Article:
Analytical psychology, also known as analytic psychology and Jungian psychology, is a school of psychotherapy based on the ideas of Carl Gustav Jung. Analytical psychology puts an emphasis on the individual psyche and the individual’s quest for wholeness.
Analytical psychology is not the same as the psychotherapeutic system known as psychoanalysis. (Psychoanalysis was created by Sigmund Freud.)
The psychiatrist Dr Carl Gustav Jung had a medical degree from the University of Basel, but did not believe that natural science was the only way to gain an understanding of the human psyche. According to him, the world of dream, myth and folklore was a more promising road to gain a deeper understanding.
Examples of Jungian disciples who have investigated and elaborated on analytical psychology during and/or after Jung’s active worklife are Marie-Louise von Franz, Toni Wolff, Anthony Stevens, Aniela Jaffé, Erich Neumann, Jolande Jacobi, and James Hillman.
Examples of key concepts in analytical psychology
- The Self
- The Persona
- The Shadow
- The collective unconscious
- The personal unconscious
- Anima and Animus
- Extroversion and Introversion
According to Jungian psychology, neurosis stems from a disharmony between the individual’s personal unconsciousness and the individual’s higher Self.
The Self is, as defined by Jung, the archetype of wholeness and the regulating centre of the psyche.
By bringing conscious awareness to unconscious elements as they “surface” into consciousness, a person can integrate those formerly unconscious elements into the consciousness.
Jung saw the human psyche as a self-regulating adaptive system. If the adaptation is thwarted, psychic energy gets blocked, and this can manifest in neurosis and/or psychosis. Neurosis can in turn result in mental issues such as depression, anxiety and personality disorders.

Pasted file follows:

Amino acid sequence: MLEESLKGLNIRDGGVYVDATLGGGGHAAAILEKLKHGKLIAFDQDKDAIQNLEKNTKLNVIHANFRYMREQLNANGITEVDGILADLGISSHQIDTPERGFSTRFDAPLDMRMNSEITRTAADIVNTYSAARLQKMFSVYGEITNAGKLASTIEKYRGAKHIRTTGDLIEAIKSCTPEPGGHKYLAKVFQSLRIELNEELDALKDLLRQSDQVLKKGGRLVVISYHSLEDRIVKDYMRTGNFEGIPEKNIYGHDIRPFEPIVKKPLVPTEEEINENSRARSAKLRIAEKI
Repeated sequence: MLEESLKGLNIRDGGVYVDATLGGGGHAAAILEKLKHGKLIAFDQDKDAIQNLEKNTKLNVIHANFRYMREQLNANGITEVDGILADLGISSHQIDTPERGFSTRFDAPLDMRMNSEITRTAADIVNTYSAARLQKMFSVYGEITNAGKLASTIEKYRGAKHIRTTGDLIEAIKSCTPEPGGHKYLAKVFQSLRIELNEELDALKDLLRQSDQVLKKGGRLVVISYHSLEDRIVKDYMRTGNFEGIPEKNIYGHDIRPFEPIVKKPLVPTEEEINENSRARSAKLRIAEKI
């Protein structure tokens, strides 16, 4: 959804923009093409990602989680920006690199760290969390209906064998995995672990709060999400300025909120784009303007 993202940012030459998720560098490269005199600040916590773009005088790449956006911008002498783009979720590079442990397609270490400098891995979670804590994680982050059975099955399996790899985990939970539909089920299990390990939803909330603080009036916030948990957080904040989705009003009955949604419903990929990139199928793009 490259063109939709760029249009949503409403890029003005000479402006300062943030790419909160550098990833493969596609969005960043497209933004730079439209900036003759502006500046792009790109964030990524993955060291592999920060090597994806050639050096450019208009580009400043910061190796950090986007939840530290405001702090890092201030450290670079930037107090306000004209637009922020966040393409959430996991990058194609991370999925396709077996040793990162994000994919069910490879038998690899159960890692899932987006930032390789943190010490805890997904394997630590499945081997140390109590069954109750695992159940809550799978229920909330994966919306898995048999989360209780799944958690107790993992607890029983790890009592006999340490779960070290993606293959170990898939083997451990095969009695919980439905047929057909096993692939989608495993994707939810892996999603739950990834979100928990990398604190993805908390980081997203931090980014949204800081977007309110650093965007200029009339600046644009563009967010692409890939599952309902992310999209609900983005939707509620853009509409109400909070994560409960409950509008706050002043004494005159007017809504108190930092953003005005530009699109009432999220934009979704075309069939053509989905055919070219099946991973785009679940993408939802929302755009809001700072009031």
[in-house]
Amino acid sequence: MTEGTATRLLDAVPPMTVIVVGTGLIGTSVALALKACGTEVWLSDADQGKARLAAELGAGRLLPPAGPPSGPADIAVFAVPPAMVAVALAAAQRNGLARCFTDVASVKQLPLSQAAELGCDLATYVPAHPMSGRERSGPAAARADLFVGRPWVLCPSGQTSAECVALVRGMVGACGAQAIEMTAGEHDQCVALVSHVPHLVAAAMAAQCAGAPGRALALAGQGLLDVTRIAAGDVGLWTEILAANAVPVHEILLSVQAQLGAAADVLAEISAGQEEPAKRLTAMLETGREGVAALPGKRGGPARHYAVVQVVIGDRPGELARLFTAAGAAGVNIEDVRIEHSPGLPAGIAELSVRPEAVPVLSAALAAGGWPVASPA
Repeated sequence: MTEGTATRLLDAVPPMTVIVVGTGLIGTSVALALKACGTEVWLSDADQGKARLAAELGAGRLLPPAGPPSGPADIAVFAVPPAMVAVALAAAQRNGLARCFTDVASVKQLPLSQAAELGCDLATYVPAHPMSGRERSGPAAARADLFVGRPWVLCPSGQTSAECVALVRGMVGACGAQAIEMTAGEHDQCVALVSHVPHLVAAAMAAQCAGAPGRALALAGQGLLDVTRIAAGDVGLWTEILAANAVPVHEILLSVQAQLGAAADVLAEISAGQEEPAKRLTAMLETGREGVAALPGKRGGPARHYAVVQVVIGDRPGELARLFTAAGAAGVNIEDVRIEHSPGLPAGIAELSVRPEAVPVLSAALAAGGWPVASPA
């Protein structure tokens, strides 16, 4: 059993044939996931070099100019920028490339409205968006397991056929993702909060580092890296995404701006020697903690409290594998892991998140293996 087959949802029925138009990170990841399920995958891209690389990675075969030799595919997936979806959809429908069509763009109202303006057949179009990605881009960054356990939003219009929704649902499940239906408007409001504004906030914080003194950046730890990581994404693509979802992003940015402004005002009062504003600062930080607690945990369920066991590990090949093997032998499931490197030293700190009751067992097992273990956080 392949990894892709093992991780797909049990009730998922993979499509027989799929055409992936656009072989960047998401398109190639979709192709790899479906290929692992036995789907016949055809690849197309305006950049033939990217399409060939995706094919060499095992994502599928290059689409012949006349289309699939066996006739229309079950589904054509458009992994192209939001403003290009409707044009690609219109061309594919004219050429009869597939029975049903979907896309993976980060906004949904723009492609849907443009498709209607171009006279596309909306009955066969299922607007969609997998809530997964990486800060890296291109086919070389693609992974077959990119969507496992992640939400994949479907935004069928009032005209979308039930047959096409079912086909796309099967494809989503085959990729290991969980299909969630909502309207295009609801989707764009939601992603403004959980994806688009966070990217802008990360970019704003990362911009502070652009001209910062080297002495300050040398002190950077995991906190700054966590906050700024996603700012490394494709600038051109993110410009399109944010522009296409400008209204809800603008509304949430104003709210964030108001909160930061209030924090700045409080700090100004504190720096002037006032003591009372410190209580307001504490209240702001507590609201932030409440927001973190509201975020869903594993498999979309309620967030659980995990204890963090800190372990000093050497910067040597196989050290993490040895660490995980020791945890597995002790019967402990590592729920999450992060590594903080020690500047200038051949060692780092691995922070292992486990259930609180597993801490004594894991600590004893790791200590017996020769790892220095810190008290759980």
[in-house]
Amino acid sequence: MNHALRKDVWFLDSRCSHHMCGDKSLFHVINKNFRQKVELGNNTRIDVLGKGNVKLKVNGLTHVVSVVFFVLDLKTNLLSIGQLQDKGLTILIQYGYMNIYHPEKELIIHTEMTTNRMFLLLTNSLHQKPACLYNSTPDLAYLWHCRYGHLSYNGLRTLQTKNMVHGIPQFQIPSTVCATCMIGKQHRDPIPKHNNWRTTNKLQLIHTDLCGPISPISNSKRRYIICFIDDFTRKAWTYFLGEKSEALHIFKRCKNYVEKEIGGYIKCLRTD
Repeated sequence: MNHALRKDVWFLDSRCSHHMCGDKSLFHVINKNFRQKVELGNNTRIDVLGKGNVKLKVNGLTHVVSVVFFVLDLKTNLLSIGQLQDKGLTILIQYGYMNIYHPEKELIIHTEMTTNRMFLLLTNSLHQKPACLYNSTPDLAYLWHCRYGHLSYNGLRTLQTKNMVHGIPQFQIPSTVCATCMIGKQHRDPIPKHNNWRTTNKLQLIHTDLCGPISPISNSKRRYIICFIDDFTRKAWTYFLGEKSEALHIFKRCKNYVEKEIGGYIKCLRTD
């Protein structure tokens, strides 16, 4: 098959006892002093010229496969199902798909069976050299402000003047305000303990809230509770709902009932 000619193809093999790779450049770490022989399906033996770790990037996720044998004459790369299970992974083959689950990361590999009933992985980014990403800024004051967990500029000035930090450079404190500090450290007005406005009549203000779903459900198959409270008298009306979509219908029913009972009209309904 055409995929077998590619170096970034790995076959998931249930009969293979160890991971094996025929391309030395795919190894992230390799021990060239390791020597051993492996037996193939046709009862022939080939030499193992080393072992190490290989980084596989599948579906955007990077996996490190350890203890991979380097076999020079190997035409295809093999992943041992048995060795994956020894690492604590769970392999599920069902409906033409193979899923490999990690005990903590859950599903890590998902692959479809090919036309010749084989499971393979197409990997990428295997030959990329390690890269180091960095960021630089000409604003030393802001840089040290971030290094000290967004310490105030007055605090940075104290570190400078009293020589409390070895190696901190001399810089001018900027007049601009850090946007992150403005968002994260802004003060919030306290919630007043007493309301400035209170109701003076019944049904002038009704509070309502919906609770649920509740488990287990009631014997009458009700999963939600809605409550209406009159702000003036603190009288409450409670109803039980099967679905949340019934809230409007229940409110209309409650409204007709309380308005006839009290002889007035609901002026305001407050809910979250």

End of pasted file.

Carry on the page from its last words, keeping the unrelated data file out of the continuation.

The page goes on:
The human psyche, as described by Jung, is deep and complex, and capable of forming complexes that can impact ones personality. Jung proposed that complexes are formed through maladaptation to one’s external or internal realities.
Adaptation, compensation and projection are all central processes in Jung’s view of how the psyche can adapt.
The aim of Jungian psychotherapy is to help the client re-establish a healthy relationship with their unconscious.
The analysis is seen as a method for experiencing and integrating unknown material from the unconscious. Throughout analysis, there will be quest for understanding the meaning of behaviours, events and symptoms.
Dream analysis and free association are common elements in Jungian psychotherapy.
A notable difference between Jungian psychotherapy and Freudian psychoanalysis is that Freud assumed that repressed material in the unconscious was always caused by repressed sexual instincts, while Jung had a much more general approach with less focus on sex. With Jung, there was no preconceived assumption about the nature of the unconscious material. It could represent repressed sexual drives, but just as well signify repressed fears, repressed aspirations, etcetera.